The court emphasizes that it must view the underlying facts in the "light most favorable to the party opposing the motion." Diebold, 369 U.S. at 655. Therefore, though this court seriously questions whether there has been a fraudulent misrepresentation of existing fact, the court will permit this claim to go forward.[4] Defendants, however, are put on notice that they must be able to submit evidence establishing that these alleged representations were made and that Plaintiffs, at the time of making these alleged representations, had no intention of complying.

The court now addresses Defendants' counterclaim for breach of the implied covenant of good faith and fair dealing encompassed within the APA and Employment Agreements. Defendants contend Plaintiffs acted in bad faith and breached the implied covenant within the APA by "interfering with the operations and management" of the pipeline company by terminating Simpson and Alvey and by reducing the compensation of employees. Defendants further contend that Plaintiffs violated the implied covenant within the Employment Agreements by "hindering and preventing the performance" of Simpson and Alvey.

"All contracts contain an implied covenant of good faith and fair dealing in performance and enforcement." Cenac v. Murry, 609 So.2d 1257, 1272 (Miss. 1992). Mississippi, however, does not recognize an implied duty of good faith and fair dealing in employment contracts. Cothern v. Vickes, Inc., 759 So.2d 1241, 1248 (Miss. 2000). A party acts in good faith when he is faithful to "an agreed purpose between two parties, a purpose which is consistent with justified expectations of the other party." Id. A party may demonstrate bad faith by showing "some conduct which violates standards of decency, fairness or reasonableness." Id. (quoting Restatement (Second) of Contracts ยง 205, 100 (1979)). Bad faith requires more than a mere "showing of bad judgment or negligence; rather, bad faith' implies some conscious wrongdoing because of dishonest purpose or moral obliquity.'" Lambert v. Baptist Memorial Hosp. North-America, Inc., 67 So.3d 799, 803 (Miss. Ct. App. 2011). Further, a party will not be found to have breached the covenant when he "took only those actions which were duly authorized by the contract." Id. at 804.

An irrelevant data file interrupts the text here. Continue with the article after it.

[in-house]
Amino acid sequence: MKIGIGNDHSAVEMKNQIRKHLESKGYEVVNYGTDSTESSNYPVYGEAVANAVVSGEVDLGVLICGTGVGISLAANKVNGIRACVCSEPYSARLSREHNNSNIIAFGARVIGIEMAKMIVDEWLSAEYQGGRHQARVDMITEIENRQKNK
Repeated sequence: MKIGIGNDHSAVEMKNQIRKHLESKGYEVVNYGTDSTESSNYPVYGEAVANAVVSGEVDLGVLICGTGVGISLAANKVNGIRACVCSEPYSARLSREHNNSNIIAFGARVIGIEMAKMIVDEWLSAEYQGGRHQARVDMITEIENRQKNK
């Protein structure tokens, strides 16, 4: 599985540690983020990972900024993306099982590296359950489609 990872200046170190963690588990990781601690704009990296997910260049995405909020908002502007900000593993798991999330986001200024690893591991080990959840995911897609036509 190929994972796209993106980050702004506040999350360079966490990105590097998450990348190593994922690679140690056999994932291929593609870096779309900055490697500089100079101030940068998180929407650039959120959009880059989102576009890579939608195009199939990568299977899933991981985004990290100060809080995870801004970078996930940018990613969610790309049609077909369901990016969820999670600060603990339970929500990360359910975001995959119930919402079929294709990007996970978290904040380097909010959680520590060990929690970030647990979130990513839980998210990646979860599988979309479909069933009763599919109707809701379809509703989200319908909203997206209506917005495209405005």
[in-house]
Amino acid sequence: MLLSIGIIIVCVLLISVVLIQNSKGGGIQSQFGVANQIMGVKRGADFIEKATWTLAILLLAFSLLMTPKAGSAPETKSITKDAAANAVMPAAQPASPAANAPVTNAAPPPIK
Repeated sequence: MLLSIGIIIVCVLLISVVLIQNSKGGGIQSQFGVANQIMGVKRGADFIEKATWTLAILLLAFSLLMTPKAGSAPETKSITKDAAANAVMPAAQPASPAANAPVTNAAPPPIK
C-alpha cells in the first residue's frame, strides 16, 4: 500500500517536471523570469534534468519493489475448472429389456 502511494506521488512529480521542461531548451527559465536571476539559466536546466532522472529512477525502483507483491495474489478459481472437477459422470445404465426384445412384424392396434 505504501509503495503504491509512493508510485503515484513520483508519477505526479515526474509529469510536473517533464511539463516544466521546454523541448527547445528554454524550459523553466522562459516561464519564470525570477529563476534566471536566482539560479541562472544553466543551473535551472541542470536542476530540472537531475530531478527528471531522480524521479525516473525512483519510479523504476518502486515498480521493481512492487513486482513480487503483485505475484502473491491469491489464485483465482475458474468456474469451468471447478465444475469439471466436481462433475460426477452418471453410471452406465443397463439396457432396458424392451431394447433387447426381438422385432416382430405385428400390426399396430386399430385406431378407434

Defendants' counterclaim alleging breach of the implied covenant of good faith and fair dealing contained in the Employment Agreements must be dismissed. Mississippi does not recognize the claim, and it is, therefore, not viable.

The court points out that Defendants are alleging a breach of the very agreements which they contend are invalid due to fraud. The court will assume, arguendo, that the APA is valid for the purpose of evaluating the bad faith claim. Plaintiffs have not engaged in any activity which is prohibited by the agreement. Specifically, the APA provides, "the Buyer may offer employment to those employees of the Seller as it may determine upon such terms and conditions as it may determine, all in its sole and absolute discretion. " (Emphasis added.) Nothing therefore required Plaintiffs to employ anyone; nor were they obligated to compensate employees a specific amount. Pursuant to the APA, these decisions were left solely to the discretion of Plaintiffs. This is undisputed.

Because the actions taken by Plaintiffs were in accordance with the express terms of the APA and because Defendants cannot show any "conscious wrongdoing" on behalf of Plaintiffs, this court cannot find that Plaintiffs have breached the implied covenant of good faith and fair dealing. Accordingly, the court finds Plaintiffs' motion for summary judgment, as it pertains to this claim, should be granted.

CONCLUSION

For the foregoing reasons, the court finds that Plaintiffs' motion for partial summary judgment as it pertains to Plaintiffs' claim for breach of contract and Defendants' claim for fraudulent inducement should be denied. Furthermore, the court finds Plaintiffs' motion for partial summary judgment as it pertains to Defendants' claim for breach of the implied covenant of good faith and fair dealing is well taken and should be granted. A separate order in accord with this opinion shall issue this day.